Modern Devotion*

The numbers are in: although 55% of Belgians consider themselves religious, fewer than 10% of Belgians attend church on Sundays. According to a Eurobarometer poll taken in 2005 (coincidentally, only a few months before Pope John Paul II died), 27% of Belgian citizens claimed that "they do not believe that there is any sort of spirit, God or life-force." On the other hand, some 29% were willing to admit that "they believe there is some sort of spirit or life-force," while 43% answered "I believe there is a God."* Presumably, it is this latter 72% that makes up the purportedly seven million plus Catholics in Belgium, some three quarters of the country's 10 million or so inhabitants.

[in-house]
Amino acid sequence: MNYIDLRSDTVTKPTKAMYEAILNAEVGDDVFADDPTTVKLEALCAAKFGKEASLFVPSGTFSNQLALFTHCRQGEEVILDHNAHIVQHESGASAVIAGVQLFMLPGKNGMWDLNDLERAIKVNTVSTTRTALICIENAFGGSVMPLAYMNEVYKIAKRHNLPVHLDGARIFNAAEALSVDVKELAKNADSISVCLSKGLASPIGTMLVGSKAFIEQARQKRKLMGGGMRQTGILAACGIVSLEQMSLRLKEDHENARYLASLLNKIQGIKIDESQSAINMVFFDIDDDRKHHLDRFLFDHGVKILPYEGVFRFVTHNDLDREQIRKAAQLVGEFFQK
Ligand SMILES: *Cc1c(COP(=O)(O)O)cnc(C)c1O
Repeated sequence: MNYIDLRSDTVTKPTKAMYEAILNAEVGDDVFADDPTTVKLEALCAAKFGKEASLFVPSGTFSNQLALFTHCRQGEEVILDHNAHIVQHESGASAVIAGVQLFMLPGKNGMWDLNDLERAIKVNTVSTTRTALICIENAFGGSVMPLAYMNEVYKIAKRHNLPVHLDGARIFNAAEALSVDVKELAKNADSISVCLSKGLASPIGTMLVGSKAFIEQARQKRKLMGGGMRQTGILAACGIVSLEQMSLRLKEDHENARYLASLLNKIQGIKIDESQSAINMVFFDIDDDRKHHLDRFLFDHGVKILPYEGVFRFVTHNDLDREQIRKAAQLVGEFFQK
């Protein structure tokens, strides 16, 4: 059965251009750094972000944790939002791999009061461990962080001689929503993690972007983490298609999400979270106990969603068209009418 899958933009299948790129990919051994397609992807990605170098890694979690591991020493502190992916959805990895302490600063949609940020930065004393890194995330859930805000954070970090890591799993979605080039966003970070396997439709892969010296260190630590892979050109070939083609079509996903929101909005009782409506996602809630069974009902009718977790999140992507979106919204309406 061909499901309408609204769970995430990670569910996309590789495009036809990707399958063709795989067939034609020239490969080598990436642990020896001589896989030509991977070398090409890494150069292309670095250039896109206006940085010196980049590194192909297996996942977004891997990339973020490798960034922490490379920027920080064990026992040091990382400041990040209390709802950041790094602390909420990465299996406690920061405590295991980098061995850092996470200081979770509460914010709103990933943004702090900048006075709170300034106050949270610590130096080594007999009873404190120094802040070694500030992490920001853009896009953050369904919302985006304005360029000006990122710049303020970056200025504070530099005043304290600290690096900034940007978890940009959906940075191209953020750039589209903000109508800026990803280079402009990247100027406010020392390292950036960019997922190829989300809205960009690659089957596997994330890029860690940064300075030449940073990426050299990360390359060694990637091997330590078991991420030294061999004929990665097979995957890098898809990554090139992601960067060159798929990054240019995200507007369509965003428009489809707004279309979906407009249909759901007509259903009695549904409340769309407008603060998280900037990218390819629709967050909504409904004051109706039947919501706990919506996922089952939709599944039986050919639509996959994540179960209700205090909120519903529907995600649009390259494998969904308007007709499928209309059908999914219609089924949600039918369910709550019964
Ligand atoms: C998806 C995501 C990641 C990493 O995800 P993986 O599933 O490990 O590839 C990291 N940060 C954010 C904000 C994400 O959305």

All I can say at the moment is, "It's a good thing I'm a medievalist, otherwise I might actually believe most of these numbers." To be fair, I've only been here two weeks, so who am I to say what Belgians believe? But there are certain anomalies in this picture that I can't quite square with the numbers. Okay, so Belgians don't go to church on Sundays. But, curiously enough, they do pray at other moments during the week, even taking time off from their shopping in the middle of Saturday afternoon to visit their saints. I don't have pictures of these shrines to show you because, well, I didn't feel it was appropriate to take them. What I can show you are the votive tablets that their devotees have left at their shrines, for example, at the little Lady Chapel in Antwerp, just off the main shopping street and across from the central bank. Even taking this picture earned me a glare from one of the men who had just entered the chapel. I did not at the time take a seat myself because all the seats were full. And how to describe the reverence and affection with which the people of Hasselt visited their own Father Valentin Paquay (1828-1905), himself only newly beatified by, yes, Pope John Paul II? Father Paquay's tomb effigy has already been worn shiny by the fingers of those who come to pray in the little chapel at the Minderbroeders church. In the few minutes during which I sat there, I saw a whole family, mother, father, and two little boys touch head, breast and shoulders of the figure one after the other. At no point was I able to take a photo of the shrine because, as I have said, I couldn't without giving offense. The chapel was never empty.